New Treatments for Common Facial Eruptions: Acne/Rosacea/Atopic Dermatitis (Eczema)
Facial eruptions can be stressful for patients, our face being our gateway to the world. Dermatologists like myself spend a significant part of our day helping people find treatment solutions to common facial conditions, including acne, rosacea, and eczema (atopic dermatitis). Sometimes the culprit ends up being genetic or hormonal factors, or sometimes an allergic reaction to a preservative or a fragrance in a skin care product. Let’s take a look at what’s new in management of facial eruptions.
First, if you have an actual skin condition or disease, such as acne, rosacea, or eczema, you should seek professional help. My own Dermatology practice – with Rheumatology and Dermatology Associates (www.Rheumderm.com; 1-901-753-0168) is in Cordova, Tennessee. You can also find a Dermatologist close to you by going to the American Academy of Dermatology web site, AAD.org, then plugging your zip code into the “Find a Dermatologist” tab.
Acne vulgaris, or Common Acne, is one of the most common facial skin conditions, affecting upwards of 50 million Americans. It’s due to a clogging of the openings of the oil glands to the skin surface, i.e. clogged pores, felt by many Dermatologists to be genetic, meaning that it runs in certain families, or it’s related to hormonal changes. The good news is that ongoing research has led to newer, more effective ways of treating acne, from prescription topical agents like azelaic acid and retinoids, to newer oral antibiotics, like doxycycline and minocycline, and a systemic drug called isotretinoin (Accutane). And we now have a new oral antibiotic - Seysara® - and a new topical retinoid or Vitamin A cream - Aklief®.
Acne rosacea, or Rosacea, is a common facial condition with bumps and redness that’s more common in certain families and certain genetic groups. Traditionally managed with courses of oral antibiotics like doxycycline, topical antibiotics like metronidazole, and topical steroids, as of 2020 we Dermatologists now have three new medications to offer our rosacea patients: Soolantra® Cream (Ivermectin), Mirvaso® Cream (brimonidine), and Rhofade® Cream (oxymetazoline).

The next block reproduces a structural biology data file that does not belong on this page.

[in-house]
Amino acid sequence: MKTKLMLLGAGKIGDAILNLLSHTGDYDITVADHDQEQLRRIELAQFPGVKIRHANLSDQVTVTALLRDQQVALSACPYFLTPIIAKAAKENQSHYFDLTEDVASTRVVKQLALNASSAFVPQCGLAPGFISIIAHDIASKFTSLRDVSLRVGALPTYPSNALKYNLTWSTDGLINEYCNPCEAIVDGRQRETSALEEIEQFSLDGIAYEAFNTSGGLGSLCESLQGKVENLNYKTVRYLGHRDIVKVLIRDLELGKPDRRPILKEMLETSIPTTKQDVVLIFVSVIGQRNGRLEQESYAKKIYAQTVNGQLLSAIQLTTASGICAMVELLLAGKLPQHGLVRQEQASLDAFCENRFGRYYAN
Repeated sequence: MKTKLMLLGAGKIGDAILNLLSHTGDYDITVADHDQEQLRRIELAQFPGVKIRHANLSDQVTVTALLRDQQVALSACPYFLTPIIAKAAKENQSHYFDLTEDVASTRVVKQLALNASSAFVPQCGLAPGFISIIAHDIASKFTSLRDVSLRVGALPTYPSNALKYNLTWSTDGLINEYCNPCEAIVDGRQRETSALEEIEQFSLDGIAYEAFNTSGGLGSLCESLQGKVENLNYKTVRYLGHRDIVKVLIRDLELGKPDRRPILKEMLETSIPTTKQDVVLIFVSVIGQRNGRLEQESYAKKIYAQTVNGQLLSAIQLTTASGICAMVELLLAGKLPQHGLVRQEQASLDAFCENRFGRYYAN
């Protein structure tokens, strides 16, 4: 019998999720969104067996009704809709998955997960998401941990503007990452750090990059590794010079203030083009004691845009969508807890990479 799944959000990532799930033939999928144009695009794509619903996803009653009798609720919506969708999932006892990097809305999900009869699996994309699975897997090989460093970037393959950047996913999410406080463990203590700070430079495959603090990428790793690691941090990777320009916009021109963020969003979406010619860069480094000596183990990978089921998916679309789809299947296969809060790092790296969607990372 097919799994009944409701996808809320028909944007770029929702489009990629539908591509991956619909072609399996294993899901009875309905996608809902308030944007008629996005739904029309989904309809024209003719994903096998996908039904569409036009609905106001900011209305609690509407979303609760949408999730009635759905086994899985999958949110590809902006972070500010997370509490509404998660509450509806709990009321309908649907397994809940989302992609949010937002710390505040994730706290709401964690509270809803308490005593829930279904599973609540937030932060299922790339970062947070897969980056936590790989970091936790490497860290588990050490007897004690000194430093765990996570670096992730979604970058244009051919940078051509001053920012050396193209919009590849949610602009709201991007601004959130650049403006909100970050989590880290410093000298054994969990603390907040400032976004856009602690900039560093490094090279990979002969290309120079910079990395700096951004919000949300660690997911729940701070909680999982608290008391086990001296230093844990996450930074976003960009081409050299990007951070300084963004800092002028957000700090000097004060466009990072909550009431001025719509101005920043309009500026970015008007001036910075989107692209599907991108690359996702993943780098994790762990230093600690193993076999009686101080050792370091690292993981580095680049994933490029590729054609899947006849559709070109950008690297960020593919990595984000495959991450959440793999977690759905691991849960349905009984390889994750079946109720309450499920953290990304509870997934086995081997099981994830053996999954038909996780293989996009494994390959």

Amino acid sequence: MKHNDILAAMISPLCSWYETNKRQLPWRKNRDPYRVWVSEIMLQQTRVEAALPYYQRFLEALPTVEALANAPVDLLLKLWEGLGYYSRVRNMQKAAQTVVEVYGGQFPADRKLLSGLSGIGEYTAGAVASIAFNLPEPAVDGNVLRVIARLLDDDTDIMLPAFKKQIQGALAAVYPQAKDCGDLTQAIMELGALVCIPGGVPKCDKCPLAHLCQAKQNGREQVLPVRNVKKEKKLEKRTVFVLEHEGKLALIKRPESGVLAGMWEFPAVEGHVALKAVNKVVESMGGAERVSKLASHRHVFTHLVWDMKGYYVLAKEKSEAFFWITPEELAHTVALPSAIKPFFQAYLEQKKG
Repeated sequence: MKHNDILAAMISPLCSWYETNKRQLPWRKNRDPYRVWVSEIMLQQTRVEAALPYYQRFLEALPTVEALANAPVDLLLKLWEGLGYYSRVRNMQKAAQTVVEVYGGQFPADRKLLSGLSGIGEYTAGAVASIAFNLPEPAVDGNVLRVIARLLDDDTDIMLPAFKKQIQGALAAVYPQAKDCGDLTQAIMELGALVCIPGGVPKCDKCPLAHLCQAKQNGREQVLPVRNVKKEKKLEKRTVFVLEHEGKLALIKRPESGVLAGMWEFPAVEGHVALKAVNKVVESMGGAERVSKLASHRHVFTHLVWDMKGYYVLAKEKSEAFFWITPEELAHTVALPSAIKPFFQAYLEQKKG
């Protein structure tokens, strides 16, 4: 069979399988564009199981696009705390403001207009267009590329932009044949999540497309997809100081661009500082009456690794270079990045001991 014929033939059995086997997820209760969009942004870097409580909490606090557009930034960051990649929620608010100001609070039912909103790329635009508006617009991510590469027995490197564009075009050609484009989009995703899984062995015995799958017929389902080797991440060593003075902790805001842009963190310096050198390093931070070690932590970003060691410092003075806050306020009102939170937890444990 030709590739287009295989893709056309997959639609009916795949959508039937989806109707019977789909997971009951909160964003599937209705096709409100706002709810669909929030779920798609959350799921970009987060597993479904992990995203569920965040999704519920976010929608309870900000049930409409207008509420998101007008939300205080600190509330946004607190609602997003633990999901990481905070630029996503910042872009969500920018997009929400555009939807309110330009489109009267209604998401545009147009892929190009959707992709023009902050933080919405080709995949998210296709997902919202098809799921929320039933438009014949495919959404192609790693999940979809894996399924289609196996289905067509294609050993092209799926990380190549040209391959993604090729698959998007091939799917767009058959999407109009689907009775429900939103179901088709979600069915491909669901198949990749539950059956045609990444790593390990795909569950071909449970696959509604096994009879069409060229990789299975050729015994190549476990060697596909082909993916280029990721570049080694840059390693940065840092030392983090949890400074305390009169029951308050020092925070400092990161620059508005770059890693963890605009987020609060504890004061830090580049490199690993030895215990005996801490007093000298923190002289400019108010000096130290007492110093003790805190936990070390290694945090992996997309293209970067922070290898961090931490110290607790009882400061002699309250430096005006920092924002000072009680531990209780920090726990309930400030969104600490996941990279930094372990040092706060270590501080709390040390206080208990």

Atopic Dermatitis, or Eczema, is also common on the face and neck, and its itching, burning, and facial rashes severely impact patients. Flares of facial eczema tend to be worse in the cooler months. The cause of atopic dermatitis is often genetic. The good news is that Dermatologists can now more effectively diagnose eczema with the help of a skin biopsy, or allergy patch testing, a type of skin test checking for allergies to preservatives, fragrances, and latex components, now available through Rheumatology and Dermatology (www.Rheumderm.com; 1-901-753-0168).
In 2016, I became President of Big River Silk™ Skincare Inc. to offer organic cleansers and moisturizers, including a really helpful cleanser for people with oily skin and combination skin - AmberSoy™ Soap Gel, and an anti-wrinkle exfoliating moisturizer with an Alpha-Hydroxy Acid: GlycoShea Facial&Neck Cream. Check us out at www.Bigriversilkskincare.com.
So if you or a family member are struggling with a facial eruption, now’s the time to act. Get evaluated today!
George Woodbury Jr. M.D.
Dermatologist at Rheumatology and Dermatology Associates PC
8143 Walnut Grove Road
Cordova TN 38018